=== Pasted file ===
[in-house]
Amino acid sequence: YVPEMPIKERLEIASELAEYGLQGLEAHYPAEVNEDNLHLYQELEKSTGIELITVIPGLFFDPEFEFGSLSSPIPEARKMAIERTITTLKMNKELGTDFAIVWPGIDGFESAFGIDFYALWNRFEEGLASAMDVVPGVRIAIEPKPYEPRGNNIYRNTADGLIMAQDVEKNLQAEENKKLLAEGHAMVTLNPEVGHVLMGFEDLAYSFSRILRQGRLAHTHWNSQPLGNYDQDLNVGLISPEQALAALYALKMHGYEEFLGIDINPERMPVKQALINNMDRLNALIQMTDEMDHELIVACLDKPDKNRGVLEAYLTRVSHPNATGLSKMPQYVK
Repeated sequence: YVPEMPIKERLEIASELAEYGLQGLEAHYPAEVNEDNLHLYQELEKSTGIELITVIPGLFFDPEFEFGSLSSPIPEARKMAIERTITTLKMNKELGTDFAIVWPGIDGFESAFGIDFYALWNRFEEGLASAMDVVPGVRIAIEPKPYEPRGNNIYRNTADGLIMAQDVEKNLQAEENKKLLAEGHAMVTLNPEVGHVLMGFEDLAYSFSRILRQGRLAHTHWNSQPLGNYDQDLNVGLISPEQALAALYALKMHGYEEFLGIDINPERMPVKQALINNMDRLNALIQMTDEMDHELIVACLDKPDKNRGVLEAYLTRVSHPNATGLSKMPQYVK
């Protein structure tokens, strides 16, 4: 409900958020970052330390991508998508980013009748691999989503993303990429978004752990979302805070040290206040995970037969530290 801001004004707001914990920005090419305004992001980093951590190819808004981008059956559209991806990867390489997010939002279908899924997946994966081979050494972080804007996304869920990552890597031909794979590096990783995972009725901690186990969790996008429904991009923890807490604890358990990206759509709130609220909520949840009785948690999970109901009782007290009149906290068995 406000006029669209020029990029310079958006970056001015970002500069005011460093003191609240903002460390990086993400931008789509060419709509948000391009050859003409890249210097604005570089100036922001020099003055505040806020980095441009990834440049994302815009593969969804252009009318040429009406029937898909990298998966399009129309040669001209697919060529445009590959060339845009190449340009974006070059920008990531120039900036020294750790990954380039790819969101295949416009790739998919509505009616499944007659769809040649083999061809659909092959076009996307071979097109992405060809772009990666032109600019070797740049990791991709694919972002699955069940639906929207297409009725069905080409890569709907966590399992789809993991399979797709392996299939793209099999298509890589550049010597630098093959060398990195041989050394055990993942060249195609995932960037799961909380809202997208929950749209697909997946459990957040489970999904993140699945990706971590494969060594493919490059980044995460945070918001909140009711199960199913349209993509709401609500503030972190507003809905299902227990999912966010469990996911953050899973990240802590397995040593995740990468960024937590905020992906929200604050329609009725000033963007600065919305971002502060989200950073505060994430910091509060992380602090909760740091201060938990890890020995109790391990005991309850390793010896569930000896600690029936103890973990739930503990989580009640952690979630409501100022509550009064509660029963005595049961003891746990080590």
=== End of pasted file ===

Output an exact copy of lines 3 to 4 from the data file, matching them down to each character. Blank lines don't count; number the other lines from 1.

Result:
Repeated sequence: YVPEMPIKERLEIASELAEYGLQGLEAHYPAEVNEDNLHLYQELEKSTGIELITVIPGLFFDPEFEFGSLSSPIPEARKMAIERTITTLKMNKELGTDFAIVWPGIDGFESAFGIDFYALWNRFEEGLASAMDVVPGVRIAIEPKPYEPRGNNIYRNTADGLIMAQDVEKNLQAEENKKLLAEGHAMVTLNPEVGHVLMGFEDLAYSFSRILRQGRLAHTHWNSQPLGNYDQDLNVGLISPEQALAALYALKMHGYEEFLGIDINPERMPVKQALINNMDRLNALIQMTDEMDHELIVACLDKPDKNRGVLEAYLTRVSHPNATGLSKMPQYVK
């Protein structure tokens, strides 16, 4: 409900958020970052330390991508998508980013009748691999989503993303990429978004752990979302805070040290206040995970037969530290 801001004004707001914990920005090419305004992001980093951590190819808004981008059956559209991806990867390489997010939002279908899924997946994966081979050494972080804007996304869920990552890597031909794979590096990783995972009725901690186990969790996008429904991009923890807490604890358990990206759509709130609220909520949840009785948690999970109901009782007290009149906290068995 406000006029669209020029990029310079958006970056001015970002500069005011460093003191609240903002460390990086993400931008789509060419709509948000391009050859003409890249210097604005570089100036922001020099003055505040806020980095441009990834440049994302815009593969969804252009009318040429009406029937898909990298998966399009129309040669001209697919060529445009590959060339845009190449340009974006070059920008990531120039900036020294750790990954380039790819969101295949416009790739998919509505009616499944007659769809040649083999061809659909092959076009996307071979097109992405060809772009990666032109600019070797740049990791991709694919972002699955069940639906929207297409009725069905080409890569709907966590399992789809993991399979797709392996299939793209099999298509890589550049010597630098093959060398990195041989050394055990993942060249195609995932960037799961909380809202997208929950749209697909997946459990957040489970999904993140699945990706971590494969060594493919490059980044995460945070918001909140009711199960199913349209993509709401609500503030972190507003809905299902227990999912966010469990996911953050899973990240802590397995040593995740990468960024937590905020992906929200604050329609009725000033963007600065919305971002502060989200950073505060994430910091509060992380602090909760740091201060938990890890020995109790391990005991309850390793010896569930000896600690029936103890973990739930503990989580009640952690979630409501100022509550009064509660029963005595049961003891746990080590």